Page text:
Politics & Policy

Dartmouth Business School to Evaluate Applicants Based on ‘Niceness’

(Pixabay)
But wouldn’t jerks just lie and make up stories that make them seem like decent people?

Dartmouth’s business school has announced that it will judge its applicants partially on their “niceness.”

The Tuck School of Business will decide whether to admit applicants based on four criteria: smartness, accomplishment, niceness, and awareness, according to a post on Tuck’s official website.

A subsection on the school’s “Admissions Criteria” we page, titled “Tuck Students Are Nice,” states:

This is quintessential Tuck, where you cultivate a habit of kindness. You actively encourage, celebrate, and support others. But being nice does not mean you’re a pushover who always agrees and defers. Nice Tuck candidates exhibit emotional intelligence. You layer compassion onto courage, and challenge others tactfully and thoughtfully. You display both strength and vulnerability. You ask for help, and you help others. You’re positive and principled. You act with respect and integrity, even when it’s not convenient or easy. You show empathy for the diverse experiences of others, while also sharing your own. You recognize that your success and others’ success are interdependent, and generously invest in both. Being nice at Tuck means building trust through deep, genuine connections that endure for life.

In an effort to evaluate a student’s level of niceness, the list of essay questions on the school’s webpage includes this one: “Tuck students are nice, and invest generously in one another’s success. Share an example of how you helped someone else succeed. (500 words)” According to an article in The College Fix, the school is now also asking references about the applicants’ niceness.

“Tuck students are nice,” states one question for references. “Please comment on how the candidate interacts with others including when the interaction is difficult or challenging.”

Now, I’m certainly not anti-nice. Like most people, I would much rather spend time around a nice person than a mean person, and I also like when I see good things — like business-school acceptance — happening to nice people. Still, I really don’t think that this is the best way for Tuck to be deciding which students it will and will not admit.

You see, “niceness” is not exactly an easy quality to identify in a person. There are plenty of fake people out there who may seem nice because they’re smiley and friendly but who are actually not good people. Conversely, there are also people out there who might seem stuck-up because they’re not smiley and friendly, but who are just shy and actually very nice at the core. I have a hard time believing that the admissions people are going to be able to tell how “nice” someone is — especially through something as cursory as reading an answer to an essay prompt.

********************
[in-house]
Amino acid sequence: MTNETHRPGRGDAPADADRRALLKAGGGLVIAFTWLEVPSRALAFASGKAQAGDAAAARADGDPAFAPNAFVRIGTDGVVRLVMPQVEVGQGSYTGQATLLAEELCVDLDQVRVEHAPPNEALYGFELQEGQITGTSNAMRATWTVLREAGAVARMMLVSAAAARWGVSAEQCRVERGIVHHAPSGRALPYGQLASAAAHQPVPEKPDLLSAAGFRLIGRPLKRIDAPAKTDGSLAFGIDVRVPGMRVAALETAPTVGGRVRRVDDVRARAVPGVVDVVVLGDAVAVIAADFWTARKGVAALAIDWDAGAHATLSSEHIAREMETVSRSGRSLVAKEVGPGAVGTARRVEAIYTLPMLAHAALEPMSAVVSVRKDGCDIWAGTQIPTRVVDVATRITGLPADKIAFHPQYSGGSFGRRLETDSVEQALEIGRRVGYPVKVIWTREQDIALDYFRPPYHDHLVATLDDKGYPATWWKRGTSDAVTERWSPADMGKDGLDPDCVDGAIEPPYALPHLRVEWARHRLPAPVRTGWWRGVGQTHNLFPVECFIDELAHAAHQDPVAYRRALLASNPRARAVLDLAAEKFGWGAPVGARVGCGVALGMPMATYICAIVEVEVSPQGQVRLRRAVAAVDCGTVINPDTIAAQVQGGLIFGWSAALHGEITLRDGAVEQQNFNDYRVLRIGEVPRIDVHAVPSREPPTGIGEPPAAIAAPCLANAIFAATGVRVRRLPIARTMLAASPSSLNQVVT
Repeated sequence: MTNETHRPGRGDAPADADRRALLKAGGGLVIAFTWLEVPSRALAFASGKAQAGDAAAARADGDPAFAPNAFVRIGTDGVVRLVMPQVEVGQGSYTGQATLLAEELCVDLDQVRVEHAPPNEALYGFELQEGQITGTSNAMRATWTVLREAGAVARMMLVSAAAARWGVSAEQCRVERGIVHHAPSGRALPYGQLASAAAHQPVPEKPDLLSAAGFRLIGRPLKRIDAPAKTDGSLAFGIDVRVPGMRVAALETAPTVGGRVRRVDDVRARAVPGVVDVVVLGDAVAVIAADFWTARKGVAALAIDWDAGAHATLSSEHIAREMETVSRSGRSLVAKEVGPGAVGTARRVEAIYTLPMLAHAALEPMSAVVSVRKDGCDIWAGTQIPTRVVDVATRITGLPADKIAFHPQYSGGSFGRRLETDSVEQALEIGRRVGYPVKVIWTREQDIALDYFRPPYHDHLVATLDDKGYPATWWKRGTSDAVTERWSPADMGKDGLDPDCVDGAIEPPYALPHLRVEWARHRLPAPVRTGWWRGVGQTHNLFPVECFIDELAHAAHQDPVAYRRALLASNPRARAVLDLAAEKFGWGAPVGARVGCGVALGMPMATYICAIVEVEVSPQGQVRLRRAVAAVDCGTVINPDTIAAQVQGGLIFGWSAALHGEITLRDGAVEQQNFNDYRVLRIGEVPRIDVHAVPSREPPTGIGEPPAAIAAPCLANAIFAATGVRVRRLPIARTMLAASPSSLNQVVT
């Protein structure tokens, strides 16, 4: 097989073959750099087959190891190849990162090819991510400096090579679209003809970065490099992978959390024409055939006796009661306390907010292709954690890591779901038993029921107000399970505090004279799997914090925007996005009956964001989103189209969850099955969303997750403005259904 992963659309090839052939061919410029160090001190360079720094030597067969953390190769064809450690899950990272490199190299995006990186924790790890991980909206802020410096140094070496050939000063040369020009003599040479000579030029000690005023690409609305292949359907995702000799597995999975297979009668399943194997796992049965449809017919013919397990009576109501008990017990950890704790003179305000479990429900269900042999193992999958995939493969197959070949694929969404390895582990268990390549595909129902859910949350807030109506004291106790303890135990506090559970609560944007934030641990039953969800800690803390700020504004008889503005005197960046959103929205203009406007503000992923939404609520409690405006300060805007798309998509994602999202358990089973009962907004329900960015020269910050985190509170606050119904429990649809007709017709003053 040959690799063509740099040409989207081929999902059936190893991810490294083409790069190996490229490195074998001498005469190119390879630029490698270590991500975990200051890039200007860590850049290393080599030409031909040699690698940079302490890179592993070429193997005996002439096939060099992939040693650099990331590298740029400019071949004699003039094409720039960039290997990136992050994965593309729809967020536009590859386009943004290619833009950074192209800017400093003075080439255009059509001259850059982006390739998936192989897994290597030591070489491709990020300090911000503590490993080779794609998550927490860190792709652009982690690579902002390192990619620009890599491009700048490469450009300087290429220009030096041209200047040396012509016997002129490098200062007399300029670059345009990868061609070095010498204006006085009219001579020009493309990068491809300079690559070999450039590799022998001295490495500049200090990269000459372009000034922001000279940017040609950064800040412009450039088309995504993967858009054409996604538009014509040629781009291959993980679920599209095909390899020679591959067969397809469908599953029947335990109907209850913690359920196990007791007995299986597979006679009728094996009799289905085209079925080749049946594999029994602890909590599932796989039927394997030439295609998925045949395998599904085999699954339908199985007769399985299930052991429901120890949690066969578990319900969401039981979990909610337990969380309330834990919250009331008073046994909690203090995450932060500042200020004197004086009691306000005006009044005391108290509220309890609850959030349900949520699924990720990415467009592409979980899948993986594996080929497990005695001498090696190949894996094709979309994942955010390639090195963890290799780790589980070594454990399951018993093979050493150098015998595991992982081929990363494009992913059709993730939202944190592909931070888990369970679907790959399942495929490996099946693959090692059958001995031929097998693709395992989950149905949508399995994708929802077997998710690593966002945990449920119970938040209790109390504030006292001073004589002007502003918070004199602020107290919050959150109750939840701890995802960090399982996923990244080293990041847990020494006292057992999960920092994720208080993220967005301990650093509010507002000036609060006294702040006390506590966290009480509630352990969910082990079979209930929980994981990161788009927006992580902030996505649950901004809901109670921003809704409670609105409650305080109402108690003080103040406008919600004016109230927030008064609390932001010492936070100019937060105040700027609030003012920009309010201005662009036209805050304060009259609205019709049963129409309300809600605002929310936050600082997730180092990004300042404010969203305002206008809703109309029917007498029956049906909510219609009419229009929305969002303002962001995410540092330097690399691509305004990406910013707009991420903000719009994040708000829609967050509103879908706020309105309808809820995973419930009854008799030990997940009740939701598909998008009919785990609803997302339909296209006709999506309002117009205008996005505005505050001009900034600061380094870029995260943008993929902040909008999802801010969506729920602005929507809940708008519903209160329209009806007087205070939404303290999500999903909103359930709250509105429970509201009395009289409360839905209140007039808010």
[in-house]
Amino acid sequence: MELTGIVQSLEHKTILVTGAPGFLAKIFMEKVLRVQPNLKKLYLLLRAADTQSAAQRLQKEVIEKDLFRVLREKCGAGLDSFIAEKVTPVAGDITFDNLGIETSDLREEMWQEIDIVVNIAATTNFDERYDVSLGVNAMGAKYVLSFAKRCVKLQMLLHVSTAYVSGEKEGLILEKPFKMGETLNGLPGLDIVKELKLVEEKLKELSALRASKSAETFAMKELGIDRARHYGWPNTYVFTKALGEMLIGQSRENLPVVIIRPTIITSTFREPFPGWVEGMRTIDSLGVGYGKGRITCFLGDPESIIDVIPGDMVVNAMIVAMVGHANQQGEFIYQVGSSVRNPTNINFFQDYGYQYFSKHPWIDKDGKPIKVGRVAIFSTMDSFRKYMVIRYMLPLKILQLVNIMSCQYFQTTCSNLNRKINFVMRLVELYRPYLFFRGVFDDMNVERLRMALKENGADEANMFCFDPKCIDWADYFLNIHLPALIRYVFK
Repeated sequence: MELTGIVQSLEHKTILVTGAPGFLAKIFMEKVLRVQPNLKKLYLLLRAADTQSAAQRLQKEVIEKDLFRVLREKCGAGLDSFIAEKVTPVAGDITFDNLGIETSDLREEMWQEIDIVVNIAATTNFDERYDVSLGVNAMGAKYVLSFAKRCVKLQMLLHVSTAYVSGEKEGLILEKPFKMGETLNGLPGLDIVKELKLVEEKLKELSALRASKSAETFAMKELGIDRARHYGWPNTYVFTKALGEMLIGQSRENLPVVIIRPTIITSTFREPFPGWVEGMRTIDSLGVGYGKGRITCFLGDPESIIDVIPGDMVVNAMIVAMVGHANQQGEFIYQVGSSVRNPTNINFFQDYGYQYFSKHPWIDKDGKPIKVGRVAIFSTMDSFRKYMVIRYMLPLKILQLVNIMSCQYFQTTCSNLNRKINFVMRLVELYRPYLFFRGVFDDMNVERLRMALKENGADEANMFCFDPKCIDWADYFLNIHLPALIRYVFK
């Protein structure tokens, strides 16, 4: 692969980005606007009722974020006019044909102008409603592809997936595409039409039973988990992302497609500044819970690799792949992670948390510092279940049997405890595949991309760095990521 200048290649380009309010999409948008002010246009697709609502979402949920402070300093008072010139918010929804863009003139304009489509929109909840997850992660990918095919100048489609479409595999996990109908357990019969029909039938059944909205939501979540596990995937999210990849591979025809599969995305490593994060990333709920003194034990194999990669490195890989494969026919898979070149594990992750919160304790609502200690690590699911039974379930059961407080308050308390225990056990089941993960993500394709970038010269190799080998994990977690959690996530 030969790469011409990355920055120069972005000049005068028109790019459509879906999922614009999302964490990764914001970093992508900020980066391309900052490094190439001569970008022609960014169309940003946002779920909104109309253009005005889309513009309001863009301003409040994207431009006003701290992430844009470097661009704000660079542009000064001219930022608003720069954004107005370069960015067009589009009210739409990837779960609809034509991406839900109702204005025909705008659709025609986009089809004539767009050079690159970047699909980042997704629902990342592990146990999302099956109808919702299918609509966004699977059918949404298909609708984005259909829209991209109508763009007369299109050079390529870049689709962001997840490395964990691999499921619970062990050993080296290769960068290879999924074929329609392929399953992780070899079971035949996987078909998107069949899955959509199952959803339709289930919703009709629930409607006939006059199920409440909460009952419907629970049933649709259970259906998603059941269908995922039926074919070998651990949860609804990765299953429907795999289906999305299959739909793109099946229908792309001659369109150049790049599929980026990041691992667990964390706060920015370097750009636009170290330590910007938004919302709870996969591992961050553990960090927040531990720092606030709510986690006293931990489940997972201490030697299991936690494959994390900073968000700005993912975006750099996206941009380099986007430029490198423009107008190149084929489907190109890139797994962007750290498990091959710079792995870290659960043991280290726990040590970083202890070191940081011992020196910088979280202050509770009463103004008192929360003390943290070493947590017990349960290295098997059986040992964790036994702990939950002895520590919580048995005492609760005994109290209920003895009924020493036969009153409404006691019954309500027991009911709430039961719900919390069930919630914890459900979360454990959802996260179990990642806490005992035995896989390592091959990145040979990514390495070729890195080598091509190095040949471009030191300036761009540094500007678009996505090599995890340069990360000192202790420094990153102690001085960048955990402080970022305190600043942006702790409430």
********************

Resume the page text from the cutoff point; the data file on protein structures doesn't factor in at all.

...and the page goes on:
Think about it: That “niceness” essay question would make it very easy for the applicant to lie. In fact, someone who is not a good person would probably see it as an excellent opportunity to make up some kind of grand story that really isn’t true, just to make herself look better. As a result, the students who would lie and make up amazing stories might end up looking “nicer” than the ones who told the truth with some less impressive stories.

The fact that Tuck is also consulting references about an applicant’s “niceness” does help a little bit — but only a little. The truth is, no matter how much of a jerk someone is, he can usually find one or two people he has fooled into thinking that he’s a nice, decent person. Even many serial killers have had spouses. I’m not suggesting that the school is going to get a wave of applications from serial killers, but the principle is the same.

It’s admirable for the administration at Tuck to want the “nicest” people to attend their school, but it isn’t going to be all that easy for them to figure out who these people are. They would be much better off using more traditional methods to evaluate students for acceptance — and letting karma sort out the rest.

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